Owning What You Say
I spent a predawn hour or so in a limousine yesterday being whisked from the quiet of my home in Connecticut to the busy streets of Manhattan. The good people at Fox News had asked me to be a guest on "Fox and Friends." The topic was whether the Choate Rosemary Hall boarding school in Wallingford, Connecticit, had overreacted by expelling a couple adolescent girls for behaving like adolescent girls on Facebook. I met with a makeup artist; someone else insisted on trying to do something with my hair; and I was plopped in front of a camera to answer a few questions. It all happened so fast, I doubt I changed anyone's mind. But perhaps that was not the point; perhaps my point of view was mere performance art. The morning's experience set me to thinking about social media.
But first a confession: I blog and opine almost daily as a blatant effort at self-promotion. I say what I think and why I think it. Some I hope to persuade, others to provoke, and the vast majority, I hope merely to have notice. To paraphrase Descartes: I speak, therefore I am. When Fox or some other media outlet calls, I am happy to oblige with my opinions. I won't pretend to be sitting in solitary atop the Good Mountain Virtue, like some digital Cincinnatus too good for the fray. I write the way I practice law: I am confident. I will pit my skills as a trial lawyer against anyone's, anywhere, anytime. That makes me immodest and a braggart. I've got stuff; I like to strut it.
But I do all this under my own name and without regard for the consequences. Folks read this page for good or ill. Others come to avoid me on principle, and encourage their friends to avoid me as well; just as I avoid chattering that I find unctious.
I report all this not to unveil some new and esoteric truth, but simply to highlight the humdrum and obvious character of the choices I make in communicating. My hunch is we all make these choices all of the time. We made them before there was an Internet, and we make them online as well. There really isn't much new about the social media phenomena; it's the same old snark in digital form.
Or is it? The New Haven Register today ran an editorial about its internal debate regarding whether to publish anonymous online comments. The paper decided to publish them, but noted that a significant percentage of those comments required deletion for being uncivil and simply vicious. Much though the paper wants to serve as a vehilce for communication, it also realizes that anonymity breeds something worse than contempt. The paper has decided to retain anonymous comments, but retains the right not to publish those comments it finds offensive.
I am not so sure that anonymous speech is worth protecting. Today's online scribbler isn't publishing the Federalist Papers and urging broad public principles; most often they are just venting a spleen full of hate for reasons private and often pathetic.
The model of communication that strikes me as most worth protecting is rooted in Aristotle's conception of citizenship. The Athenian philosopher thought the ability to communicate openly in a forum was the mark of a citizen. Yet nowhere in his Politics does he mention masks. Citizens meet to confer and to decide the issues of the day face-to-face in the agora, or marketplace. The Internet has become the modern near-equivalent of the agora. We meet here, confer here, and strive, when possible, to agree, or at least to express ourselves, in our various performances online. But we do so without having to own what we say. The results are too often cheap speech.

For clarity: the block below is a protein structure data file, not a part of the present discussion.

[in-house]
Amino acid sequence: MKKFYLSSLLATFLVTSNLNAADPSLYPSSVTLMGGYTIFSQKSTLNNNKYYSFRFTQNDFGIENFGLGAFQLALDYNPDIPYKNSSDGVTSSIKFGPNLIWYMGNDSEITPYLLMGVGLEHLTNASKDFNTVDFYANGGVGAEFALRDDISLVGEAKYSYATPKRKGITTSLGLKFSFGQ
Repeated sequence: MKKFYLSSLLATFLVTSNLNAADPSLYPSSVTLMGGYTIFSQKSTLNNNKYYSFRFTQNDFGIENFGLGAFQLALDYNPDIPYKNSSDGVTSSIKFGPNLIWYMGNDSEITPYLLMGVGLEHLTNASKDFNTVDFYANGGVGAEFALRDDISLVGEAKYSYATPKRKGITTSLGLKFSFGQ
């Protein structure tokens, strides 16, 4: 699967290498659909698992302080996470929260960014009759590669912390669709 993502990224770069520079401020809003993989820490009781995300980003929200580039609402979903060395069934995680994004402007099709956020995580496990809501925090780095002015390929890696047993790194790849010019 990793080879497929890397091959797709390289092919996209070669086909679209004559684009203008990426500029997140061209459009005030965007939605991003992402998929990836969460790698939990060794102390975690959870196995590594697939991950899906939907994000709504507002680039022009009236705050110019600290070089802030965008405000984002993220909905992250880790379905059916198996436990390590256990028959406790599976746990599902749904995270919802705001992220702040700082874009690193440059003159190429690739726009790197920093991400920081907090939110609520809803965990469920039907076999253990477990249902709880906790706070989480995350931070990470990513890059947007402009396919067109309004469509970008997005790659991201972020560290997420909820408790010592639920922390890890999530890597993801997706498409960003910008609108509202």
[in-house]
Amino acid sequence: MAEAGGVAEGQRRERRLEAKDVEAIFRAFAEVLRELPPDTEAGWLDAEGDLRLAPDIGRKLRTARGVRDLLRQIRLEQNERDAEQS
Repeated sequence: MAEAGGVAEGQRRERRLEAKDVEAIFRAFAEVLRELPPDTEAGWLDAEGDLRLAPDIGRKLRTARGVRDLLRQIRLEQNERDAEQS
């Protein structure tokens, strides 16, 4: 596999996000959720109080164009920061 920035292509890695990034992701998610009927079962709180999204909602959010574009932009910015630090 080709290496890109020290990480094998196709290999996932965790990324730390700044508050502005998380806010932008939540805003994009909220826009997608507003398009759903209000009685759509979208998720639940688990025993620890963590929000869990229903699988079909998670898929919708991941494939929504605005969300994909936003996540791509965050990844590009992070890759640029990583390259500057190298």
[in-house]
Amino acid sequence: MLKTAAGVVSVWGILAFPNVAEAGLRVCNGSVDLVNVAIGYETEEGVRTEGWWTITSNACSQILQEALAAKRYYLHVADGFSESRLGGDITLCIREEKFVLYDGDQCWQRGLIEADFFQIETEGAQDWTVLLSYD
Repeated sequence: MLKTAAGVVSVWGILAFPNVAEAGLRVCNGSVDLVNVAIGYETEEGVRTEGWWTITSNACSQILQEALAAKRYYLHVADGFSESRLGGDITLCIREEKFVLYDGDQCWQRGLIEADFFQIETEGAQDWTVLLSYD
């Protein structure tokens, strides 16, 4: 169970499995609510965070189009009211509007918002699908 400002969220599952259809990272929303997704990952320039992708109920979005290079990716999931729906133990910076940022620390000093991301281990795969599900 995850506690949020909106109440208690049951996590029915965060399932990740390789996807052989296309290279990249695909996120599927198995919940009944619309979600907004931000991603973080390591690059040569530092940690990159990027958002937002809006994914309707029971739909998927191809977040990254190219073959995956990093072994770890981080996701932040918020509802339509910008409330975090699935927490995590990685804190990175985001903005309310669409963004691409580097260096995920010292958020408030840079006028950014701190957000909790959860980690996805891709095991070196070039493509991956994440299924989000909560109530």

I say anonymous communication cheapens the currency. Folks taking pot shots or sniping behind false names won't show their face in a public forum. They crow like neutered cocks. A newspaper or online forum doesn't build a community by posting pseudonymous rage or snark: any drunk can attack when his or her inhibitions are lowered by enough alcohol: Creating a virtual hangover zone by permitting folks to shed the responsibility to own what they say doesn't make better citizens.
But reasonable minds can disagree on this, as on most other things. The joy of the Internet is its seemingly infinite reach. We are each free to respond as we will to who and what we will. There are many flat keys in the discordant cacophony produced by millions of keyboards. If mine fall flat on your ear, I don't expect your readership. When yours fall flat on my tone-deaf ears, I am free to move on. I've made friends and lost friends online, just as in the non-digital world. I say hello as often as I say goodbye both online and face-to-face.
What amazes me online, however, is the phenomenon of anonymous or pseudonymous snark. When I walk away from someone I come to dislike or for whom I have lost respect, I try simply to walk away and to avoid the parting shot. I don't always succeed, however. It takes time to mourn the loss of a friend; disappointment can yield bitter words. But online this disappointment seems to become a world of its own. There are readers who exist merely to hate. I see no value in providing them a forum where they can hate without the courage to own their hatred.
I disagree with the New Haven Register's policy on anonymous comments. I think people should own what they say; posting anonymous chatter seems to transform the role of citizen into gossipmonger. All of us seek to promote ourselves and our points of view in the manner and means by which we present ourselves in everyday life. Speech without the consequence of being known as the speaker is rarely worth much. I'm not sure my speech acts, whether online or on television, transform the world. I hope they do. But even when they don't, I know I have least left a mark bearing my name. I own what I do, and expect others to do likewise.